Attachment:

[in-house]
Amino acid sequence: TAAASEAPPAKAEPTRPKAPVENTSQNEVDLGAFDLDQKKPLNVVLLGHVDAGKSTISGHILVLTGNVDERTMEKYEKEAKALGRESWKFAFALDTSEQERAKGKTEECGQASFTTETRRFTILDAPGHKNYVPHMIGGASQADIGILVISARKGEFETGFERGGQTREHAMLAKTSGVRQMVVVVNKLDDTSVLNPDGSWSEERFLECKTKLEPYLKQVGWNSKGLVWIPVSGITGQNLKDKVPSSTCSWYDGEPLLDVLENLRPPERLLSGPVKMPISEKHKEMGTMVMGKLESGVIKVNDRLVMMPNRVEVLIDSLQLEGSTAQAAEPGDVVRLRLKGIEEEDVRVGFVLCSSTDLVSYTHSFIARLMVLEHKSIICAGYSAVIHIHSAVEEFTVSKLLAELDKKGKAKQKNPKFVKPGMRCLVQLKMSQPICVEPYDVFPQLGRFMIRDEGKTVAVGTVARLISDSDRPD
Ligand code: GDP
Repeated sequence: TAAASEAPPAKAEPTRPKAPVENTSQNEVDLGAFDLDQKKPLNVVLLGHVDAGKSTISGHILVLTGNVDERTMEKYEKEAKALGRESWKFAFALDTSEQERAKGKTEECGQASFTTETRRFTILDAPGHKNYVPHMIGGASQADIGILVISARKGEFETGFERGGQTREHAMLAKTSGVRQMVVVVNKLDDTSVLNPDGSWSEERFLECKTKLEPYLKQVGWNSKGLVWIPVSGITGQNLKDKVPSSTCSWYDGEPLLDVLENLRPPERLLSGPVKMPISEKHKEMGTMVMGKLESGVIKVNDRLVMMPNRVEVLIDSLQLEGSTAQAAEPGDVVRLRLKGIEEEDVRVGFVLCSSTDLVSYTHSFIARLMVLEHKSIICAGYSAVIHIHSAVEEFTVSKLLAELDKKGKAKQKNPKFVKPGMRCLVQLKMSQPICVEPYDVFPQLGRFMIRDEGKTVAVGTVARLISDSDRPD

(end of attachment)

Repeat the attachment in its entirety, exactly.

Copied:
[in-house]
Amino acid sequence: TAAASEAPPAKAEPTRPKAPVENTSQNEVDLGAFDLDQKKPLNVVLLGHVDAGKSTISGHILVLTGNVDERTMEKYEKEAKALGRESWKFAFALDTSEQERAKGKTEECGQASFTTETRRFTILDAPGHKNYVPHMIGGASQADIGILVISARKGEFETGFERGGQTREHAMLAKTSGVRQMVVVVNKLDDTSVLNPDGSWSEERFLECKTKLEPYLKQVGWNSKGLVWIPVSGITGQNLKDKVPSSTCSWYDGEPLLDVLENLRPPERLLSGPVKMPISEKHKEMGTMVMGKLESGVIKVNDRLVMMPNRVEVLIDSLQLEGSTAQAAEPGDVVRLRLKGIEEEDVRVGFVLCSSTDLVSYTHSFIARLMVLEHKSIICAGYSAVIHIHSAVEEFTVSKLLAELDKKGKAKQKNPKFVKPGMRCLVQLKMSQPICVEPYDVFPQLGRFMIRDEGKTVAVGTVARLISDSDRPD
Ligand code: GDP
Repeated sequence: TAAASEAPPAKAEPTRPKAPVENTSQNEVDLGAFDLDQKKPLNVVLLGHVDAGKSTISGHILVLTGNVDERTMEKYEKEAKALGRESWKFAFALDTSEQERAKGKTEECGQASFTTETRRFTILDAPGHKNYVPHMIGGASQADIGILVISARKGEFETGFERGGQTREHAMLAKTSGVRQMVVVVNKLDDTSVLNPDGSWSEERFLECKTKLEPYLKQVGWNSKGLVWIPVSGITGQNLKDKVPSSTCSWYDGEPLLDVLENLRPPERLLSGPVKMPISEKHKEMGTMVMGKLESGVIKVNDRLVMMPNRVEVLIDSLQLEGSTAQAAEPGDVVRLRLKGIEEEDVRVGFVLCSSTDLVSYTHSFIARLMVLEHKSIICAGYSAVIHIHSAVEEFTVSKLLAELDKKGKAKQKNPKFVKPGMRCLVQLKMSQPICVEPYDVFPQLGRFMIRDEGKTVAVGTVARLISDSDRPD